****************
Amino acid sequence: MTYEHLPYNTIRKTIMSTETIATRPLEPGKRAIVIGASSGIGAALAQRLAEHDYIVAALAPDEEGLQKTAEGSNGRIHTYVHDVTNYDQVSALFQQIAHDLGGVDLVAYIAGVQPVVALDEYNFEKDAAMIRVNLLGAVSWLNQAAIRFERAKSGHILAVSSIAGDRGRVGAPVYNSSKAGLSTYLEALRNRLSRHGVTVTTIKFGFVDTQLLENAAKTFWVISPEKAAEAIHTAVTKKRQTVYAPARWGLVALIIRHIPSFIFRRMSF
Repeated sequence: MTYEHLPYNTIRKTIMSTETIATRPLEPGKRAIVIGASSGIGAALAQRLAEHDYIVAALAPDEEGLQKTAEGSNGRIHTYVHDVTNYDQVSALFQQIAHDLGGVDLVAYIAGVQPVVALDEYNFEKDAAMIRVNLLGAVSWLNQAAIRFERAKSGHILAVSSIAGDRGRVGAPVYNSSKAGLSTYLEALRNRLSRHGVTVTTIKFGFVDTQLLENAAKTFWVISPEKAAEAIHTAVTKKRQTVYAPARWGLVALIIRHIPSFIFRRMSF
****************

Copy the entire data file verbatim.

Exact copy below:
Amino acid sequence: MTYEHLPYNTIRKTIMSTETIATRPLEPGKRAIVIGASSGIGAALAQRLAEHDYIVAALAPDEEGLQKTAEGSNGRIHTYVHDVTNYDQVSALFQQIAHDLGGVDLVAYIAGVQPVVALDEYNFEKDAAMIRVNLLGAVSWLNQAAIRFERAKSGHILAVSSIAGDRGRVGAPVYNSSKAGLSTYLEALRNRLSRHGVTVTTIKFGFVDTQLLENAAKTFWVISPEKAAEAIHTAVTKKRQTVYAPARWGLVALIIRHIPSFIFRRMSF
Repeated sequence: MTYEHLPYNTIRKTIMSTETIATRPLEPGKRAIVIGASSGIGAALAQRLAEHDYIVAALAPDEEGLQKTAEGSNGRIHTYVHDVTNYDQVSALFQQIAHDLGGVDLVAYIAGVQPVVALDEYNFEKDAAMIRVNLLGAVSWLNQAAIRFERAKSGHILAVSSIAGDRGRVGAPVYNSSKAGLSTYLEALRNRLSRHGVTVTTIKFGFVDTQLLENAAKTFWVISPEKAAEAIHTAVTKKRQTVYAPARWGLVALIIRHIPSFIFRRMSF